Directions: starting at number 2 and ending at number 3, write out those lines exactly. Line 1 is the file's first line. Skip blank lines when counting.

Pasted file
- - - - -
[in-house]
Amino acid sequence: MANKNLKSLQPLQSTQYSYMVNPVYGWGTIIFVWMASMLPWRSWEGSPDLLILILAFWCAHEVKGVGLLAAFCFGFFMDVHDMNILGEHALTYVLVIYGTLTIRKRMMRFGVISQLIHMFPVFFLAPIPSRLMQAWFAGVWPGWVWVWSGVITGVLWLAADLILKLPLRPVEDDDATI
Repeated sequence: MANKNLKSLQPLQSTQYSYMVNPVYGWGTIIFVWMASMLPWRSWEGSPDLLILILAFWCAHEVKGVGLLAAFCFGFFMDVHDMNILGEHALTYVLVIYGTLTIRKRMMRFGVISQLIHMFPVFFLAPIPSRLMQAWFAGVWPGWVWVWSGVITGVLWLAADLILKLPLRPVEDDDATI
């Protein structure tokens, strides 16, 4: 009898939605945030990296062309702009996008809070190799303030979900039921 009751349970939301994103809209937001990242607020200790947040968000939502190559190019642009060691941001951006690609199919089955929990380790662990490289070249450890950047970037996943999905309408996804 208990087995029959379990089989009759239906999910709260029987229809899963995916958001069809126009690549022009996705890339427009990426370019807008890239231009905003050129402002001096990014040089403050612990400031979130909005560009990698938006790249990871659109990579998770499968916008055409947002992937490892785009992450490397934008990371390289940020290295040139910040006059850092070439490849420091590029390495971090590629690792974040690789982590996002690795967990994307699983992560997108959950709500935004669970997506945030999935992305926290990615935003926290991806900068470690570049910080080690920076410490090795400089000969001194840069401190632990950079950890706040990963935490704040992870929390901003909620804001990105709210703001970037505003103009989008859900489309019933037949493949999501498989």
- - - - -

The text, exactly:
Amino acid sequence: MANKNLKSLQPLQSTQYSYMVNPVYGWGTIIFVWMASMLPWRSWEGSPDLLILILAFWCAHEVKGVGLLAAFCFGFFMDVHDMNILGEHALTYVLVIYGTLTIRKRMMRFGVISQLIHMFPVFFLAPIPSRLMQAWFAGVWPGWVWVWSGVITGVLWLAADLILKLPLRPVEDDDATI
Repeated sequence: MANKNLKSLQPLQSTQYSYMVNPVYGWGTIIFVWMASMLPWRSWEGSPDLLILILAFWCAHEVKGVGLLAAFCFGFFMDVHDMNILGEHALTYVLVIYGTLTIRKRMMRFGVISQLIHMFPVFFLAPIPSRLMQAWFAGVWPGWVWVWSGVITGVLWLAADLILKLPLRPVEDDDATI